06 September 2015

LBMA Apparently Altered Its Gold Refining Flow Statistics By 2,200 Tonnes

Ronan Manly has published a fascinating analysis of the LBMA gold refining statistics today.

The gold refined by LBMA 'good delivery' refiners is sometimes involved in converting existing gold bars into kilobars which are suitable for export to the Asian Markets.

Ronan Manly offers quite a bit of detail with regard to a very large revision in the LBMA 2013 refining data and suggests that such a large restatement of gold statistics, almost 1/3, without explanation, seems odd.

The supposition is that the LBMA originally counted gold bars that were taken from existing sources, such as their own stores, ETFs, and the Bank of England and re-refined them into kilobars for delivery into Asia.  Later they restated the number much lower, by 2,200 tonnes.   We have not been given the exact reason for this, but one suggestion is that the gold did not come from new mining or traditional recycling.  And the LBMA was reluctant to advertise such a huge spike in gold refining spurred on by Asian demand.

Depending on how the GFMS and the WGC uses the statistics and sources, this could result in a significant (~2,200 tonnes) understatement of the flow of gold from Western sources into Asia in just that one year.  Considering how tight gold supplies have been this might explain quite a bit.

What exactly is the LBMA policy decision here, and what about subsequent years of 2014 and 2015?

What is the source of this gold?  And what is so special about 2013?

The one thing that seems significant about 2013 is that the price of gold was hit rather hard by selling after hitting a peak in 2012, and the total amount of gold held in Western depositories and ETFs dropped considerably concurrent with that hit in price.  A chart is included below for your convenience.

So far we have more questions than answers.  Perhaps more information will be forthcoming.  I am given to understand that the LBMA is not open to discussing the matter.

I have my own hypothesis.   There was a major effort to hold down the price of gold in 2013 after it had run to a new high.  That effort to suppress the price resulted in a huge spike in physical demand from China.

'Stopgap measures' were taken to meet that physical demand, but without allowing the price to increase.

As more and more gold was shaken loose from various sources, a campaign of stifling Western interest in gold was undertaken to permit even more gold to be taken out of ETFs and repositories.

However, the demand from China and India were not passing events, and have continued until even now. And so the stopgap measures of 2013 have turned into an ongoing shuffling around of existing bullion to try and keep the price of gold from running higher, and threatening some of the bullion banks and institutions who cannot possibly replace all that has been loaned out and sold at anything near today's prices.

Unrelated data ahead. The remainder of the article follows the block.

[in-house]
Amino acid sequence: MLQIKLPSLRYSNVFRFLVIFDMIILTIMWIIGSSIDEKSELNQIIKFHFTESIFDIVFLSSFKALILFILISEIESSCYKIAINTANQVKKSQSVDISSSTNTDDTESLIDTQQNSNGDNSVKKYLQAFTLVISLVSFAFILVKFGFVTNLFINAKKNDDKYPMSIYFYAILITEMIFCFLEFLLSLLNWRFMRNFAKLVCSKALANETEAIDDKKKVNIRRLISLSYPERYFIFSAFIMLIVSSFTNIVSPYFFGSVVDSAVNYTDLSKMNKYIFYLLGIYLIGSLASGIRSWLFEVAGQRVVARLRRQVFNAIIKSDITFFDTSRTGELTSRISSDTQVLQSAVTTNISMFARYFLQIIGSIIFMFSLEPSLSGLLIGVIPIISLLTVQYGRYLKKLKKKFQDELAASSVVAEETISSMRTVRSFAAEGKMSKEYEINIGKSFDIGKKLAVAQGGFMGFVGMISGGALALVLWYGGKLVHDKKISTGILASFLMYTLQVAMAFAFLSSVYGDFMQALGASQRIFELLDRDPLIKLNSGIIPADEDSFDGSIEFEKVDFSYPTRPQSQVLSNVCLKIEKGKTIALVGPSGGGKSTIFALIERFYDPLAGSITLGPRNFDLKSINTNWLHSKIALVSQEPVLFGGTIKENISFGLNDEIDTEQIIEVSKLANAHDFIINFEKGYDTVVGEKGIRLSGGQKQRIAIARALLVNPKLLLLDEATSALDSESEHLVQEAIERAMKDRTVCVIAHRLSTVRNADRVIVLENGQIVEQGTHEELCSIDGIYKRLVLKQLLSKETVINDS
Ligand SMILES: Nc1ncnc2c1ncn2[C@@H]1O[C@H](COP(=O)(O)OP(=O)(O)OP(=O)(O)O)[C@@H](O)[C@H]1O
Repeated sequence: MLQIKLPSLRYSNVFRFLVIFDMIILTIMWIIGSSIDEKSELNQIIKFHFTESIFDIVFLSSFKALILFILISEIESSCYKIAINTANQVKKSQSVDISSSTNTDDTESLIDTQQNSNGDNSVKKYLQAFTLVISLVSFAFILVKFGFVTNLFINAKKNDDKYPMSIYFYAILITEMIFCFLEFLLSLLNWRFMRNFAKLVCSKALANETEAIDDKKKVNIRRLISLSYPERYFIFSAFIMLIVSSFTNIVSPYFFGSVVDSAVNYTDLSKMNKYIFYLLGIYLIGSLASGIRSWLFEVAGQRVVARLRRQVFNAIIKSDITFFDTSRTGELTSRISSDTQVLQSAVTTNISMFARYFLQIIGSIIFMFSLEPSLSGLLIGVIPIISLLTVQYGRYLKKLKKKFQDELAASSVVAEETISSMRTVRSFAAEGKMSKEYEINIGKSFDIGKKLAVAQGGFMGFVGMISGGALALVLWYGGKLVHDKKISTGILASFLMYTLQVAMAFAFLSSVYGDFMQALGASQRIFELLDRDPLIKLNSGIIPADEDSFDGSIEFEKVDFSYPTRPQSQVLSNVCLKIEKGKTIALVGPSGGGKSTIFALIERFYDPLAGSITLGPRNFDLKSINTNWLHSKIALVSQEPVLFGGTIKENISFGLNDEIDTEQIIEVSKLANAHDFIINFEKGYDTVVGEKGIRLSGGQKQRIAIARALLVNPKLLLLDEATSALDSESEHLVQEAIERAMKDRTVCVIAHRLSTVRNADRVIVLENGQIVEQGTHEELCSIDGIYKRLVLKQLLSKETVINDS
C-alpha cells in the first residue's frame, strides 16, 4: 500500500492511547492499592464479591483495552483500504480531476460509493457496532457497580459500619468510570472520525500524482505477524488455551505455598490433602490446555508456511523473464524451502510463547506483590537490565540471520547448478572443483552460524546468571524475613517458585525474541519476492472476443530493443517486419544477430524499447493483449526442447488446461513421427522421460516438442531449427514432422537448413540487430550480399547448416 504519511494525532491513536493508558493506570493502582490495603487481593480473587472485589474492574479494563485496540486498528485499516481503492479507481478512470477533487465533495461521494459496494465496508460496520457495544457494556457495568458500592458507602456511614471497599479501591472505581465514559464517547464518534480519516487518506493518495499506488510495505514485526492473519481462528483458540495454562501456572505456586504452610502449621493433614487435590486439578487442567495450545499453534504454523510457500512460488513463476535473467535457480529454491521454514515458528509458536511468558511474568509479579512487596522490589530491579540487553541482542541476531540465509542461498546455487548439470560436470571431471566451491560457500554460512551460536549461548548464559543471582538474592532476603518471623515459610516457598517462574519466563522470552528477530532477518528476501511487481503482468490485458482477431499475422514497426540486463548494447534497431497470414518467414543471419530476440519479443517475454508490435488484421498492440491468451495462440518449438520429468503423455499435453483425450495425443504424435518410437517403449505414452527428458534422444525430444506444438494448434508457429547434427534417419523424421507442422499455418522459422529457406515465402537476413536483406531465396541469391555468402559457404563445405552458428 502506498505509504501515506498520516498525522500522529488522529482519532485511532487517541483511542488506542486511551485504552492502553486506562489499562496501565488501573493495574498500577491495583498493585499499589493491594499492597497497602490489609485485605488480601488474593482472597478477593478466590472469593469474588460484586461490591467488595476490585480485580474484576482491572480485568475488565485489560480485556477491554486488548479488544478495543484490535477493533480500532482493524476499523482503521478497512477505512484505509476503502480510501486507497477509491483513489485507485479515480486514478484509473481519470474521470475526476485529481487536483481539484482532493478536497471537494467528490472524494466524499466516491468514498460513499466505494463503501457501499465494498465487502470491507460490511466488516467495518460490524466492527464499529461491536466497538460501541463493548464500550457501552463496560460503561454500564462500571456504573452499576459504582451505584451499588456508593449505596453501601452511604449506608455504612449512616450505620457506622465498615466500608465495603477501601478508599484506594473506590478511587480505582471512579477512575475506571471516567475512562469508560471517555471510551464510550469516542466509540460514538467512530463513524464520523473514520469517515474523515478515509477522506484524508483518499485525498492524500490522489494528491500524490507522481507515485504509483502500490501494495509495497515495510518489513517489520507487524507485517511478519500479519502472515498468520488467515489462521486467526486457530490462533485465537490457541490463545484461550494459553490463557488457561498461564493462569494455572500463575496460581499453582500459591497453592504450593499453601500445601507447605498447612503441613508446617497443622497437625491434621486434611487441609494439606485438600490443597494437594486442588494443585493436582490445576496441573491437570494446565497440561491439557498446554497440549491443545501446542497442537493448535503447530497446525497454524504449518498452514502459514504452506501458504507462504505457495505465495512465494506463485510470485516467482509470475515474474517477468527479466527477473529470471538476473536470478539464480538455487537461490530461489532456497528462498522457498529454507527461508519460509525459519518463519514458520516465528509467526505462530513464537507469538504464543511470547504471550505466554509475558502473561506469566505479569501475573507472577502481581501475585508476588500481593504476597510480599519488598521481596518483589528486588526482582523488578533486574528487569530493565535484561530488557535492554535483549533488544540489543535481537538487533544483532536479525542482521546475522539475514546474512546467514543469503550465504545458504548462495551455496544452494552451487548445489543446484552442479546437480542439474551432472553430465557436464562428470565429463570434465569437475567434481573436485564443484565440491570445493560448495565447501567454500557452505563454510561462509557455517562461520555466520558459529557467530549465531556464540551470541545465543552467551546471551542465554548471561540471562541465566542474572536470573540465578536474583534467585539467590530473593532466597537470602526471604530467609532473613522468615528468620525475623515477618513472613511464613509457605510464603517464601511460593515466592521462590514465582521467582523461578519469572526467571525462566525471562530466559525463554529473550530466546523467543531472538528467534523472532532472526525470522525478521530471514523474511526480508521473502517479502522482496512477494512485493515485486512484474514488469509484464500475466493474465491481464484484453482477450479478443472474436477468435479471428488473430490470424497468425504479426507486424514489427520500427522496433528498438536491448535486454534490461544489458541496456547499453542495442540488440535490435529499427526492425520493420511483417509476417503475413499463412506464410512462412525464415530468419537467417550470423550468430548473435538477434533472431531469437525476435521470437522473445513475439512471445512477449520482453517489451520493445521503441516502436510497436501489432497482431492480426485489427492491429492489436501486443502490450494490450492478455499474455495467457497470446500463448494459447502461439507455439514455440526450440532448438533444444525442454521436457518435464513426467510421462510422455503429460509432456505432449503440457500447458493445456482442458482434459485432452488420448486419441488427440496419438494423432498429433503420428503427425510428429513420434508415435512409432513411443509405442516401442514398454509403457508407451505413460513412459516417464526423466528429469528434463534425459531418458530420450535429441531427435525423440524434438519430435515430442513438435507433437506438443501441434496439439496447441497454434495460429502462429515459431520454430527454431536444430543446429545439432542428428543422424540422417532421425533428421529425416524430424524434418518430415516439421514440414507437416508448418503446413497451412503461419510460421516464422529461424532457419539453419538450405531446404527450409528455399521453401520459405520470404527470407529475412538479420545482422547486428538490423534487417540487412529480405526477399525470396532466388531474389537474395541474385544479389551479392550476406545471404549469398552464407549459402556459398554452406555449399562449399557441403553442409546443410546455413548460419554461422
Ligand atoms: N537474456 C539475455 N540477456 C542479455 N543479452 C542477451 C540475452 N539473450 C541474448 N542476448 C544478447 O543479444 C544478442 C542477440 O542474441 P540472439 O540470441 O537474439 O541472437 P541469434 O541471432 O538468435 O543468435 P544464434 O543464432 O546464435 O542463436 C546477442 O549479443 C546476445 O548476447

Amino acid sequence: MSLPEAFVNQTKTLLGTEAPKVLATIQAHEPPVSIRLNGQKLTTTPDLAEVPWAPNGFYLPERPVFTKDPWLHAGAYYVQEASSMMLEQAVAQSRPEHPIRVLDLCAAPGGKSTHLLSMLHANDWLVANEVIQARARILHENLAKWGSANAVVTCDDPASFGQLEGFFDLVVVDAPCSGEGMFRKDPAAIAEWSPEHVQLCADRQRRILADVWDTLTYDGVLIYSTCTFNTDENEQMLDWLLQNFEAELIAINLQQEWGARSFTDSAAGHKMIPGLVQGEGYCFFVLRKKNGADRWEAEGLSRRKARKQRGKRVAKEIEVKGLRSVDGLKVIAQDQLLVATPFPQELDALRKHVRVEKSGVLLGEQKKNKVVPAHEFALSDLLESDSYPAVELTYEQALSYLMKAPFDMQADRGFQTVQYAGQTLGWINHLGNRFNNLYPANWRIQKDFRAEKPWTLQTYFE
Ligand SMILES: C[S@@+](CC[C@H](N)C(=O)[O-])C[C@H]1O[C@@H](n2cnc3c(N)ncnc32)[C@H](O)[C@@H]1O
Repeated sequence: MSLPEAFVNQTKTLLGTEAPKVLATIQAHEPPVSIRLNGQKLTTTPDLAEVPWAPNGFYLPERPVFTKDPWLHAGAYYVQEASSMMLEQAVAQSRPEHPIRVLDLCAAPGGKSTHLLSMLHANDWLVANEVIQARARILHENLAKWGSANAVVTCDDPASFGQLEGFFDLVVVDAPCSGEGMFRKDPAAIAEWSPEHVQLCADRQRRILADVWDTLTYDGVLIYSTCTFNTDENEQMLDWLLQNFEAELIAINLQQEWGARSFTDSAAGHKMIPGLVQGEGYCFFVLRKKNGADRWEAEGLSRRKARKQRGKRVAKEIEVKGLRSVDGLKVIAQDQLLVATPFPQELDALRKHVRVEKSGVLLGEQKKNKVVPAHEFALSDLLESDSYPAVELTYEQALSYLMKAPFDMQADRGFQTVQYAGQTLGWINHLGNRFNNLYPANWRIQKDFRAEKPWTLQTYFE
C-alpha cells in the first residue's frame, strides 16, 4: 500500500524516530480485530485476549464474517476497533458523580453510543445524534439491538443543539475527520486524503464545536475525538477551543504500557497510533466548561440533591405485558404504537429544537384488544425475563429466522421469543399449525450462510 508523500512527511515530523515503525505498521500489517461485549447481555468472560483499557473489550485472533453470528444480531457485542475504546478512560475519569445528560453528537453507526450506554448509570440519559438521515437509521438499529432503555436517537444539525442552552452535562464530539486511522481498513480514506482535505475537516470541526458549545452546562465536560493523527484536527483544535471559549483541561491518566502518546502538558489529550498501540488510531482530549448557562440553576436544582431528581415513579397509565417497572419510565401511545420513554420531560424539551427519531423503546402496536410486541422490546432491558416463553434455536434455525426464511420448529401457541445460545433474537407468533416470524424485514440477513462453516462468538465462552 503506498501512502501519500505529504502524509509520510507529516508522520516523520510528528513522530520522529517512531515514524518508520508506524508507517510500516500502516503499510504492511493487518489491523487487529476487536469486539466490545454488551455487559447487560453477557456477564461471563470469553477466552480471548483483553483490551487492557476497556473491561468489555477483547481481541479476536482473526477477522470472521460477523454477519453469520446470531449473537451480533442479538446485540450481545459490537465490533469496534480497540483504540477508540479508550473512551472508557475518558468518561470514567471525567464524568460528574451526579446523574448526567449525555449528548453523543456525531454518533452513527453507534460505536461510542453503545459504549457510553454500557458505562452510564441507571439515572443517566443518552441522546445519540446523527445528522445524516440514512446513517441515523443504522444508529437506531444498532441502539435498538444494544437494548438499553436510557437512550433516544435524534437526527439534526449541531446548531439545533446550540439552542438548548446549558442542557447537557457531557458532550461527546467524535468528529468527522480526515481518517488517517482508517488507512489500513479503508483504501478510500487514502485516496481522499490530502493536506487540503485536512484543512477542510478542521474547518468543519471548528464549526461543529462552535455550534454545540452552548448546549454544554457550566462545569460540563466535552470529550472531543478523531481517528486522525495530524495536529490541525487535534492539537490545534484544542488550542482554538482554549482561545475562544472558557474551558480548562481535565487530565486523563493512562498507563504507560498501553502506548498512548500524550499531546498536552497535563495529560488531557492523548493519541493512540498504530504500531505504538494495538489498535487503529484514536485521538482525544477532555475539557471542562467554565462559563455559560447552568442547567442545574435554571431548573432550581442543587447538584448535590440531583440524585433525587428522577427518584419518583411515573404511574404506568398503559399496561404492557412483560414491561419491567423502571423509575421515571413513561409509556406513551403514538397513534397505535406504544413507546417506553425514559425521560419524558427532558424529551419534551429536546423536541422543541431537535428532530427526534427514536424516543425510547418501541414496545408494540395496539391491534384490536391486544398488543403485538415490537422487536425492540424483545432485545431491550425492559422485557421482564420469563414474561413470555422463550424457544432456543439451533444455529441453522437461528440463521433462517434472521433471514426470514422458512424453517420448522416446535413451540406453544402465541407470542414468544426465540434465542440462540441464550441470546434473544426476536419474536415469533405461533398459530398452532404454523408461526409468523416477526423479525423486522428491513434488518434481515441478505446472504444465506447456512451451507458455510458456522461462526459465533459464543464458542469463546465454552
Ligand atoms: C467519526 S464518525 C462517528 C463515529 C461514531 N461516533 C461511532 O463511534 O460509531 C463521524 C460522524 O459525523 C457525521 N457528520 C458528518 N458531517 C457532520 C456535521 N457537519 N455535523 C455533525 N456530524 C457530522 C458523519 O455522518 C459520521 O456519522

Or it *could* be something else entirely.  Time will tell I am sure.  But I think that there are now two events that might be remembered as potentially pivotal:  one in 2007 in which the world's central banks became net buyers of gold for the first time in about thirty or more years, and 2013, in which the flow of gold from West to East put the Gold Pool into unsustainable endgame from which it could not recover without allowing prices to eventually run higher.

Ronan Manly suggests that he will have a follow up article explaining his own analysis, and I will most likely defer to his more informed judgement and wait to see what he says.  I do not have all the information and a few things still puzzle me a bit.  But  I do congratulate him on finding this and writing it up so well with so much thought.

For the detailed analysis about what happened read the entire piece Ronan Manly, The LBMA’s shifting stance on gold refinery production statistics

This is a quote from his article:

"There are 2,200 tonnes of 2013 gold refining output in excess of combined mine production and scrap recycling being signalled within the 6,601 tonnes figure that was removed from the LBMA’s reports on 5th August 2015.

Could it be that this 6,601 tonne figure included refinery throughput for the huge number of London Good Delivery gold bars extracted from gold ETFs and LBMA and Bank of England vaults and converted into smaller gold bars in 2013, mainly using LBMA Good Delivery Swiss gold refineries? And that maybe this 6,601 tonne figure stood out as a statistical outlier for 2013 which no one wanted to talk about?

The objectives of HM Treasury’s Fair and Efficient Markets Review (FEMR) include transparency and openness. It would appear that altering already published gold refinery statistics, especially for 2013, seems not to be in the spirit of these FEMR objectives.

Part 2 of this analysis of the LBMA’s 2013 gold refinery statistics looks behind the 6,601 tonne number at the phenomenon of Good Delivery bars being processed through the Swiss gold refineries in 2013, the gold withdrawals from the London-based gold ETFs, and the huge shipments of gold from the UK to Switzerland in 2013. Part 2 also examines the 2013 withdrawal of gold from the Bank of England, and how GFMS and the World Gold Council tried to, or tried not to, explain the non-stop processing of Good Delivery gold bars into smaller finer kilobars during 2013."

Related follow up article from Ronan Manly:  How Many Gold Bars Are In the London Vaults